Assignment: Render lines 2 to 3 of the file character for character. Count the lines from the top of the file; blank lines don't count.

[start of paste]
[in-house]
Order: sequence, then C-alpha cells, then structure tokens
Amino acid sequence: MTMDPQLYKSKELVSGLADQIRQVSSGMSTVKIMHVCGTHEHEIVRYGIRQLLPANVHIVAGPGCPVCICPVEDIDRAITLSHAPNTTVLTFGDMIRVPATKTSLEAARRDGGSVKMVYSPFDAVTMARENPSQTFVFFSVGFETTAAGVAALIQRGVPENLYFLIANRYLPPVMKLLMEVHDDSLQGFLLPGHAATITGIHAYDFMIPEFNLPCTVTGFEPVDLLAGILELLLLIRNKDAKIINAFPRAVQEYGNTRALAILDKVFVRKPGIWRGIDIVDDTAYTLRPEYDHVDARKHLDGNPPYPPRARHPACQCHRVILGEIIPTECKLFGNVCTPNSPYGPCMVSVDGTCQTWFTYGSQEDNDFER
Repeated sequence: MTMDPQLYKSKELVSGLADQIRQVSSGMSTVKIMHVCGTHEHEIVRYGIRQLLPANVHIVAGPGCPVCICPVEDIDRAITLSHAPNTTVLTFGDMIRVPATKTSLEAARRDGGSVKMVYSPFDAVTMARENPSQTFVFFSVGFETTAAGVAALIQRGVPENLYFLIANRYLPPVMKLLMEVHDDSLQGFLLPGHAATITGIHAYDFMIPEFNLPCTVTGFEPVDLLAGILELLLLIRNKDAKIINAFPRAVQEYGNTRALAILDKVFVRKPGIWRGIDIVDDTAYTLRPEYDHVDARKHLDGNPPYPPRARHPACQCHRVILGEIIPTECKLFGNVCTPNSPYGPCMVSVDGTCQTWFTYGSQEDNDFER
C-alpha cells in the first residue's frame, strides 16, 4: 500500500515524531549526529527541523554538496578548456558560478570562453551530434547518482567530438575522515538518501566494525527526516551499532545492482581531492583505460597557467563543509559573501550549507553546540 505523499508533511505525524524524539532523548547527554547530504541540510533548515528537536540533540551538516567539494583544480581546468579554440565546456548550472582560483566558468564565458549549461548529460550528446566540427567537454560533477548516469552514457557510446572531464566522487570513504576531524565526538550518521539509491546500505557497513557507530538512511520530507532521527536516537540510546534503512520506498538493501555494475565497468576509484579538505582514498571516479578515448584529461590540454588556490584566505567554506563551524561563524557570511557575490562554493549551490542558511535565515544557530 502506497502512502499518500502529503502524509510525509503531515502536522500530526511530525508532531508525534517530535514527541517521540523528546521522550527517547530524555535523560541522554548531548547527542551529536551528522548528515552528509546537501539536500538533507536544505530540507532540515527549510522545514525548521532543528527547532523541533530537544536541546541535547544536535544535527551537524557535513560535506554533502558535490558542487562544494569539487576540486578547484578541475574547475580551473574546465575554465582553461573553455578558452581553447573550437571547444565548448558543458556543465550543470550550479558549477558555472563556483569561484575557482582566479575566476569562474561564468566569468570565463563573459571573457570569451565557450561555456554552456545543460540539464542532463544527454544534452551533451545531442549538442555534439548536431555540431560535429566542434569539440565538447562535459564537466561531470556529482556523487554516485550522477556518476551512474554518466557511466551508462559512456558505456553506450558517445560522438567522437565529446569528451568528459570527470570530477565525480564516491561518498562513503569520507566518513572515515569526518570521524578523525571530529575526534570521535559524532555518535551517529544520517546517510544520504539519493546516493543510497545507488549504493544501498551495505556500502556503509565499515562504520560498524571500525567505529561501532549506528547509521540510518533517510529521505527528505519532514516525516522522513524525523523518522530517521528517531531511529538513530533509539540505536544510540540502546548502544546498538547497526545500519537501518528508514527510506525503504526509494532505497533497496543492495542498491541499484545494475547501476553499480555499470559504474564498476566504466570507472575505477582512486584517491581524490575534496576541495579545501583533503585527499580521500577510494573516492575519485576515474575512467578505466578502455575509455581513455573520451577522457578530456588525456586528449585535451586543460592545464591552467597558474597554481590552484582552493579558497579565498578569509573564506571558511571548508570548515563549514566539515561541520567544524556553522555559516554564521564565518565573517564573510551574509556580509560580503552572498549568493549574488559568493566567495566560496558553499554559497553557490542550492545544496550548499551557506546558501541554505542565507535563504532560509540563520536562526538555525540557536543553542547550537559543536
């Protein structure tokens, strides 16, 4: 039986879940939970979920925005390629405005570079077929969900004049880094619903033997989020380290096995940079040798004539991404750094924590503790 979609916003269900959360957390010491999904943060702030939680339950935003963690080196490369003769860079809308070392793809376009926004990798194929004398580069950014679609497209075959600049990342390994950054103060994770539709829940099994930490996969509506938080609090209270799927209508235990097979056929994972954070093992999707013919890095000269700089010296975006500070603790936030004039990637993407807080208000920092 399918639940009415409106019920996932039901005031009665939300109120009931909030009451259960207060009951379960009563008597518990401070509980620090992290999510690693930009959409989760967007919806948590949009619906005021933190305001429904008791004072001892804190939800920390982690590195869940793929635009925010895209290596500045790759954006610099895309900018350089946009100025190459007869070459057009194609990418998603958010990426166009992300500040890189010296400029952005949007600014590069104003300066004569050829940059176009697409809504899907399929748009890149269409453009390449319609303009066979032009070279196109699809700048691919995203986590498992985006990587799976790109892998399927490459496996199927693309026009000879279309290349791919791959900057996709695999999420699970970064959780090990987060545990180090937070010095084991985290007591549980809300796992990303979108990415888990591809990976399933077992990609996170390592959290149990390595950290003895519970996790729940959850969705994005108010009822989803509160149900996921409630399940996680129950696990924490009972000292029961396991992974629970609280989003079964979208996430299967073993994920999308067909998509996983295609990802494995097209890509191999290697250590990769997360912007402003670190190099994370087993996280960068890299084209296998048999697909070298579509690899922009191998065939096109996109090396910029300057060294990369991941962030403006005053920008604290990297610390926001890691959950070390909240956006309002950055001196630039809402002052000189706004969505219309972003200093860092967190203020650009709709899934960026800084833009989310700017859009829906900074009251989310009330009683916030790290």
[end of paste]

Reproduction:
Order: sequence, then C-alpha cells, then structure tokens
Amino acid sequence: MTMDPQLYKSKELVSGLADQIRQVSSGMSTVKIMHVCGTHEHEIVRYGIRQLLPANVHIVAGPGCPVCICPVEDIDRAITLSHAPNTTVLTFGDMIRVPATKTSLEAARRDGGSVKMVYSPFDAVTMARENPSQTFVFFSVGFETTAAGVAALIQRGVPENLYFLIANRYLPPVMKLLMEVHDDSLQGFLLPGHAATITGIHAYDFMIPEFNLPCTVTGFEPVDLLAGILELLLLIRNKDAKIINAFPRAVQEYGNTRALAILDKVFVRKPGIWRGIDIVDDTAYTLRPEYDHVDARKHLDGNPPYPPRARHPACQCHRVILGEIIPTECKLFGNVCTPNSPYGPCMVSVDGTCQTWFTYGSQEDNDFER